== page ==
Oslo’s venerable Hotel Continental is in the process of reopening luxurious accommodation in the heart of Norway’s capital, after a NOK 400 million renovation project. As its new rooms continue to open this month, hotel owner Elisabeth Brochmann shared some insight into unusual requests from high-profile guests over the years.
Mick Jagger of the Rolling Stones, for example, who stayed at the hotel earlier this year in connection with the Stones concert at Telenor Arena, required an L-shaped sofa on which two people could lie down with their heads meeting in the corner. “We had to run right out and buy that sort of new lounge sofa,” Brochmann told newspaper Dagens Næringsliv (DN) as the remodeling project wound down last month.
Diana Ross, once married to the late Norwegian mountain climber Arne Næss, demanded specific colours on the walls of her room and didn’t want much furniture in it. Elton John, a good friend of Norwegian investor and businessman Christen Sveaas, wanted fat-free yoghurt, but ended up ordering eggs and bacon every day.
Teen idol Justin Bieber “shook up the whole house” when he visited during a not-so-secret trip to Oslo in 2012, because of all the screaming teenage girls who surrounded the building. “We had to close off all the entrances with police offices, because otherwise we’d be invaded by hysterical 14-year-olds,” Brochmann told DN.
The King of Jordan, Abdullah II, lined up motorcycles outside the hotel as he prepared for a road tour, while singer Robbie Williams secretly stayed at the hotel a few years ago and only used back entrances and employee elevators to avoid being spotted by other hotel guests. “Our chamber maids and waiters were rather surprised when the elevator door opened into their company canteen and he strolled out,” Brochmann said.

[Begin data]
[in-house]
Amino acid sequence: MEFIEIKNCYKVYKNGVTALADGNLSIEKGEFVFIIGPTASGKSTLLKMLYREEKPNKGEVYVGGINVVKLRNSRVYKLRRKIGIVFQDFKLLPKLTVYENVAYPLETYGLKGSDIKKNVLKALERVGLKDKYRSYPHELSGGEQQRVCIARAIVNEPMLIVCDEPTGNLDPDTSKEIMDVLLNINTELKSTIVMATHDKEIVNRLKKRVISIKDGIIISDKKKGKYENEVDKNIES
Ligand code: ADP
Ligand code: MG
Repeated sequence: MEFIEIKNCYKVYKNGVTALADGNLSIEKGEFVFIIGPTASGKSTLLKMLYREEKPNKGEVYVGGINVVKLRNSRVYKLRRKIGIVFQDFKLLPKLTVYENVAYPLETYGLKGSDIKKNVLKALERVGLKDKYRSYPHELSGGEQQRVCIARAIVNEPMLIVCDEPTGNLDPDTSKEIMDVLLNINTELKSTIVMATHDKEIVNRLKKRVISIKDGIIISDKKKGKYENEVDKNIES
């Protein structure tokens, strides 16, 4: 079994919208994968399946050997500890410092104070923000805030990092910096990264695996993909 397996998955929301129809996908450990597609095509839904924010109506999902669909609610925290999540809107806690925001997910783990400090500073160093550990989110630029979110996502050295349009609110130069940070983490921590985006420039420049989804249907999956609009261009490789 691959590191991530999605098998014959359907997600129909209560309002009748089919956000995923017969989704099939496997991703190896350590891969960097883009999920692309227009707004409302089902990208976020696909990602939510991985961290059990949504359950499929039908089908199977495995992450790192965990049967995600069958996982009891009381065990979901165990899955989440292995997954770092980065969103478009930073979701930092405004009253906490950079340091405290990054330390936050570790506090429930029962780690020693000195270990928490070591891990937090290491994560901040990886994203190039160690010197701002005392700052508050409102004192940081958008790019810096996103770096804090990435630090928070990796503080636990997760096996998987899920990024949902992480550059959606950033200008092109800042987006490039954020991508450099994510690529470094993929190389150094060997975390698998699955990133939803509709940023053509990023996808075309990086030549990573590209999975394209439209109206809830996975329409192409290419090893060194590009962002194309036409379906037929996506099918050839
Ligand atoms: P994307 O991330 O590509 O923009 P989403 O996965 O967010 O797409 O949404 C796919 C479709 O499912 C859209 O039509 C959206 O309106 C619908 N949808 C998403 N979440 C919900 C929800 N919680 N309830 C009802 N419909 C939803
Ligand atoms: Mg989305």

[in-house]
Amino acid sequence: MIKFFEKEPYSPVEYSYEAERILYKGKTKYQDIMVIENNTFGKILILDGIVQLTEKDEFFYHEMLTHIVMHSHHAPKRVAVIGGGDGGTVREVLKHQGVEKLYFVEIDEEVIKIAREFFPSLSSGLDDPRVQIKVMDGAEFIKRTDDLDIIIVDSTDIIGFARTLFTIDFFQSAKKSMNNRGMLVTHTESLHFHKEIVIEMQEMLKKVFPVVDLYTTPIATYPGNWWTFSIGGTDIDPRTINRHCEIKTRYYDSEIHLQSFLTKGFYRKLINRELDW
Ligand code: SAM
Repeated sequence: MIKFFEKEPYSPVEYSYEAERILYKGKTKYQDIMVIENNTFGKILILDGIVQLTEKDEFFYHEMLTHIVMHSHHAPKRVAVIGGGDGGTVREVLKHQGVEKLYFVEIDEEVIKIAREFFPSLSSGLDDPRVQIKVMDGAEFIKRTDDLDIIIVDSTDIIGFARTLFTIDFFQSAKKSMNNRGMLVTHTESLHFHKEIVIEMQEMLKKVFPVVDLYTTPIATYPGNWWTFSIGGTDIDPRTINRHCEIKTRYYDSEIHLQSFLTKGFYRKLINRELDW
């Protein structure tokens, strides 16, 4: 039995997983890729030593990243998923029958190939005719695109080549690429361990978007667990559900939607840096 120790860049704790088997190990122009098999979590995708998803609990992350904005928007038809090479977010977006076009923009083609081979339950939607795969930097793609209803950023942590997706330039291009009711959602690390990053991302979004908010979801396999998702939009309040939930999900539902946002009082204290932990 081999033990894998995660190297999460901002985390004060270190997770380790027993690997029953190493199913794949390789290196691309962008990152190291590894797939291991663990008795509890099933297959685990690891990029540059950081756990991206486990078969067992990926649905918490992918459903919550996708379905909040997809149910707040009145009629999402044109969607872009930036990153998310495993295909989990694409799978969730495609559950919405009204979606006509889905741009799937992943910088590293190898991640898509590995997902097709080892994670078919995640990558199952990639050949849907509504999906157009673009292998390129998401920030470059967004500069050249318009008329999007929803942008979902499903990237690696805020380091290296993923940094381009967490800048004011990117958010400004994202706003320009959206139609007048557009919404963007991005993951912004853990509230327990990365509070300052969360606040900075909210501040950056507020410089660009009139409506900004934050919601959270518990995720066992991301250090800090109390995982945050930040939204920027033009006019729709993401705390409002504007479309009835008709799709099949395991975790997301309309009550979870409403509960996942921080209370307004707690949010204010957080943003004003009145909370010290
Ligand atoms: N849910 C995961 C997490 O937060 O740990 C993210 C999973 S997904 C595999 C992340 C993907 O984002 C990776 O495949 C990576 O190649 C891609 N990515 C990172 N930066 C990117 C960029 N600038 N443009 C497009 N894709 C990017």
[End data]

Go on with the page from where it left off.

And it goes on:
It’s all part of running one of Oslo’s top-rated and most expensive hotels. She’s the fourth generation of the family owning Hotel Continental to also run it, after taking over from her mother in 1985. She and her mother still own all the shares in the hotel and have resisted acquisition although the hotel is Norway’s only member of the luxury chain Leading Hotels of the World.
DN reported that the Brochmanns have earned nearly NOK 80 million running the hotel during the past six years and have now invested NOK 400 million in its rehabilitation over the past four years. Walls have been torn down, 66 new rooms created, new chandeliers hung and new artwork by among others Damien Hirst adorns the walls.
“We’re primarily a business hotel,” she told DN, so she strives for a professional atmosphere. The hotel retains its sedate air first instilled when it opened in 1900, although things can get lively in its famous Theatercaféen on the ground floor. Business is good at both the hotel and its restaurants: “It’s so full here that we often don’t have a single empty room,” she said and claims she’ll never sell the hotel: “I get nice offers all the time, but politely say ‘no thank you.'”